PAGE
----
Fulminic acid

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Fulminic acid
Fulminic acid 3D spacefill.png
IUPAC name
3D model (JSmol)
PubChem CID
  • InChI=1S/CHNO/c1-2-3/h1H Yes check.svgY
  • InChI=1/CHNO/c1-2-3/h1H
  • [O-][N+]#C
Molar mass 43.02 g mol−1
Conjugate base Fulminate
Except where otherwise noted, data are given for materials in their standard state (at 25 °C [77 °F], 100 kPa).
Yes check.svgY  verify  (what is  Yes check.svgYX mark.svgN ?)

Fulminic acid is an acid with the formula HCNO, more specifically H−C≡N+−O. It is an isomer of isocyanic acid (H−N=C=O) and of its elusive tautomer, cyanic acid (H−O−C≡N), and also of isofulminic acid (H−O−N+≡C). [1]


Fulminate is the anion [C≡N+−O] or any of its salts. For historical reasons, the fulminate functional group is understood to be −O−N+≡C as in isofulminic acid; [2] whereas the group −C≡N+O is called nitrile oxide.


This chemical was known since the early 1800s through its salts and via the products of reactions in which it was proposed to exist, [3] but the acid itself was not detected until 1966. [1]


Fulminic acid was long believed to have a structure of H–O–N+≡C. It wasn't until the 1966 isolation and analysis of a pure sample of fulminic acid that this structural idea was conclusively disproven. [3] The chemical that actually has that structure, isofulminic acid (a tautomer of the actual fulminic acid structure) was eventually detected in 1988. [3]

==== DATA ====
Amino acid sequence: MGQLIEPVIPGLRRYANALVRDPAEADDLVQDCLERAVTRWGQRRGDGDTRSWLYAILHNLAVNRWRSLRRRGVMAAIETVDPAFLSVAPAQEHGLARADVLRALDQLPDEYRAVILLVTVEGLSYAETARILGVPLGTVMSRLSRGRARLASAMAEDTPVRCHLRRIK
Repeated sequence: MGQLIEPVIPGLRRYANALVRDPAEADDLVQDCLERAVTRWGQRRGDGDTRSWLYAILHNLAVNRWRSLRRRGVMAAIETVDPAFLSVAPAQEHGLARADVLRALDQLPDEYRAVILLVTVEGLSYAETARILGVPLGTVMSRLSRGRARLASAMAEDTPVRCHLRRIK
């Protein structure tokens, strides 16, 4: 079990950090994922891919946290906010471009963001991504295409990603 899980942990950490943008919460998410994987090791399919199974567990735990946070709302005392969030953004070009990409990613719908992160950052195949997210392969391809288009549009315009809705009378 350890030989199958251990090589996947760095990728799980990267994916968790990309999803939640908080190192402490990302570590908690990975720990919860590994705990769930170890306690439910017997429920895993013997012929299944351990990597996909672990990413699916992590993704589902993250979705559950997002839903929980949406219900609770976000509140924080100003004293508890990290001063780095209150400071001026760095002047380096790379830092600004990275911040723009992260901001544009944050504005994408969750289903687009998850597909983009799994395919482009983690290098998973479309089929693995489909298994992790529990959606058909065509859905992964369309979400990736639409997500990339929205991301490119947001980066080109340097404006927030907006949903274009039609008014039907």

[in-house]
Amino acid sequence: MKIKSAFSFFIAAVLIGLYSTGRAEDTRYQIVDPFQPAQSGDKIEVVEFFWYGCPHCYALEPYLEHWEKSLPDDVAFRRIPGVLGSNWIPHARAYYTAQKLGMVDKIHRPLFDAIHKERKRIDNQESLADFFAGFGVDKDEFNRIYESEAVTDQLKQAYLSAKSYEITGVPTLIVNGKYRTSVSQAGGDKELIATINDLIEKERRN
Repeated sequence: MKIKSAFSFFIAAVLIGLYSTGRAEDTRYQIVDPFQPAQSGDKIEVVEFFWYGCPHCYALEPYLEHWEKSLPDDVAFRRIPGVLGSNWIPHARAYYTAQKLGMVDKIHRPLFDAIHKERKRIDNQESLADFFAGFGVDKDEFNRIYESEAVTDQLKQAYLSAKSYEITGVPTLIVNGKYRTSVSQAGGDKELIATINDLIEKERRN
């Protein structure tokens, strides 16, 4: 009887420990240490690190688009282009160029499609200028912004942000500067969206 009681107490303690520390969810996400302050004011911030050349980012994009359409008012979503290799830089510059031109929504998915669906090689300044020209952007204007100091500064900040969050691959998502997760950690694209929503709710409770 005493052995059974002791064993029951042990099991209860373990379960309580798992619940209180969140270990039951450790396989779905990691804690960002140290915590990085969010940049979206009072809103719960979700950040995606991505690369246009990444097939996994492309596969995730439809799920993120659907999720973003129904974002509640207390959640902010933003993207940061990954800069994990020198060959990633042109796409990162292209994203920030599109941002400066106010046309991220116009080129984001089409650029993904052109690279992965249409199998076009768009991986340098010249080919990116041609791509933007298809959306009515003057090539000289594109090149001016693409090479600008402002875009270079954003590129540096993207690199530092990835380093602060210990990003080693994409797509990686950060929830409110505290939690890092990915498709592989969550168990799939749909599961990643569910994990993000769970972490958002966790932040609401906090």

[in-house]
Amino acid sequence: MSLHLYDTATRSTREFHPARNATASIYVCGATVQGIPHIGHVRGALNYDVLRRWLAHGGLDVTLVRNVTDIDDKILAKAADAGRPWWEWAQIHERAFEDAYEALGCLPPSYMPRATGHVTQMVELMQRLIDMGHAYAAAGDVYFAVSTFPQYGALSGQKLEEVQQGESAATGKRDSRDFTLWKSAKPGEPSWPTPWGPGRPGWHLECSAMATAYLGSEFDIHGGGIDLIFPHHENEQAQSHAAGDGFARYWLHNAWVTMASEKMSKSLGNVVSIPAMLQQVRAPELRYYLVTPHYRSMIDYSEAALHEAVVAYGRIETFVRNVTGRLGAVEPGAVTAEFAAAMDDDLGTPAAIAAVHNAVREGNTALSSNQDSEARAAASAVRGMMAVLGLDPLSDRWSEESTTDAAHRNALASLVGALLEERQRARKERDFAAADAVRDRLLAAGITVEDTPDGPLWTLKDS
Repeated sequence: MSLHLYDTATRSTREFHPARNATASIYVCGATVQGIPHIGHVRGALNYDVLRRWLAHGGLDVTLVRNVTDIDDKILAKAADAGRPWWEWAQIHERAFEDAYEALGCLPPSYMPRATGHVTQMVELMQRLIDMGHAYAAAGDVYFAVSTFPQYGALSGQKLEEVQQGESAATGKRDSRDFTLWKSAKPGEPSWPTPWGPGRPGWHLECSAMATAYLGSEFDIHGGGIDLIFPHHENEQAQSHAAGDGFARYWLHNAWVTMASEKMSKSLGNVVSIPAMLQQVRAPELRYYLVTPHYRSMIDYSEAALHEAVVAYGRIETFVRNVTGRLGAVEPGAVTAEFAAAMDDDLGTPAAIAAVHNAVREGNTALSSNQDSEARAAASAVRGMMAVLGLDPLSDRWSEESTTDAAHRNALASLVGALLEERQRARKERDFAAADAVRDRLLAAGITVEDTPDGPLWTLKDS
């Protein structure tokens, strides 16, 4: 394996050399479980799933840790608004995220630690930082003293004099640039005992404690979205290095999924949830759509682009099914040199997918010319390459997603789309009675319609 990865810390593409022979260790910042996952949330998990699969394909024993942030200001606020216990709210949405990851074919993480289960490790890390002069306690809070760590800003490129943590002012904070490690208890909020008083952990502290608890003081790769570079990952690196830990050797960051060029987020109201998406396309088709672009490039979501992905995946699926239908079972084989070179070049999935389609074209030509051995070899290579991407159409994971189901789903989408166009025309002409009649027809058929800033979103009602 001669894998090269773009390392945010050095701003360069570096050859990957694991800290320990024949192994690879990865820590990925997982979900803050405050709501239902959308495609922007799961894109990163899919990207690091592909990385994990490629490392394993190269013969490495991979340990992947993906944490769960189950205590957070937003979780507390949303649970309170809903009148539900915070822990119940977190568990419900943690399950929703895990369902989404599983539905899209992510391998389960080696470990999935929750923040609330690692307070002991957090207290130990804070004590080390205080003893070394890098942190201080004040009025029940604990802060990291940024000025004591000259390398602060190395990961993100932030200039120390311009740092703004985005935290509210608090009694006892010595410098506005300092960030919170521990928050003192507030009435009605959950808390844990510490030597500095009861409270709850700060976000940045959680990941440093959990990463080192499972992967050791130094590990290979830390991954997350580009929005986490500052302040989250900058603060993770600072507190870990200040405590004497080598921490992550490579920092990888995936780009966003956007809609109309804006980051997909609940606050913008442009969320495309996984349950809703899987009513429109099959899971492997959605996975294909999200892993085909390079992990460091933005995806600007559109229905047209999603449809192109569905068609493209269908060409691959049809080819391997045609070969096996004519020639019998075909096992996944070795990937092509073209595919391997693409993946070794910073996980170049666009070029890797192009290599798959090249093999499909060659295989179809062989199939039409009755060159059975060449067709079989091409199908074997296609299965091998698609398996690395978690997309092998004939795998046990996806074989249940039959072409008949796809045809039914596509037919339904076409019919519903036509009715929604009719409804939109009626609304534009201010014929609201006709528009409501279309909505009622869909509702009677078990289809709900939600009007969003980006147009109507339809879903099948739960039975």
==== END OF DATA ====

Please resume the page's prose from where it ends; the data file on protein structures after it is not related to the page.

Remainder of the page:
The structure of the molecule has been determined by microwave spectroscopy with the following bond-lengths - C-H: 1.027(1)Å, C-N: 1.161(15)Å, N-O: 1.207(15)Å. [4]


A convenient synthesis involves flash pyrolysis of certain oximes. In contrast to earlier syntheses, this method avoids the use of highly explosive metal fulminates. [5]

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  1. 1 2 Beck, W.; Feldl, K. (1966). "The Structure of Fulminic Acid, HCNO". Angew. Chem. Int. Ed. Engl. 5 (8): 722–723. doi:10.1002/anie.196607221.
  2. Wentrup, Curt; Gerecht, Bernd; Laqua, Dieter; Briehl, Horst; Winter, Hans Wilhelm; Reisenauer, Hans Peter; Winnewisser, Manfred (1981). "Organic fulminates, R-O-NC". Journal of Organic Chemistry. 46 (5): 1046–1048. doi:10.1021/jo00318a050.
  3. 1 2 3 Kurzer, Frederick (2000). "Fulminic Acid in the History of Organic Chemistry". Journal of Chemical Education. 77 (7): 851–857. Bibcode:2000JChEd..77..851K. doi:10.1021/ed077p851.
  4. Winnewisser, Manfred; Bodenseh, Hans Karl (1967). "Mikrowellenspektrum, Struktur und /-Typ-Dublett-Aufspaltung der HCNO (Knallsäure)". Z. Naturforsch. 22 a (11): 1724–1737. Bibcode:1967ZNatA..22.1724W. doi: 10.1515/zna-1967-1109 . S2CID   96725880.
  5. Wentrup, Curt; Gerecht, Bernd; Horst, Briehl (1979). "A New Synthesis of Fulminic Acid". Angew. Chem. 18 (6): 467–468. doi:10.1002/anie.197904671.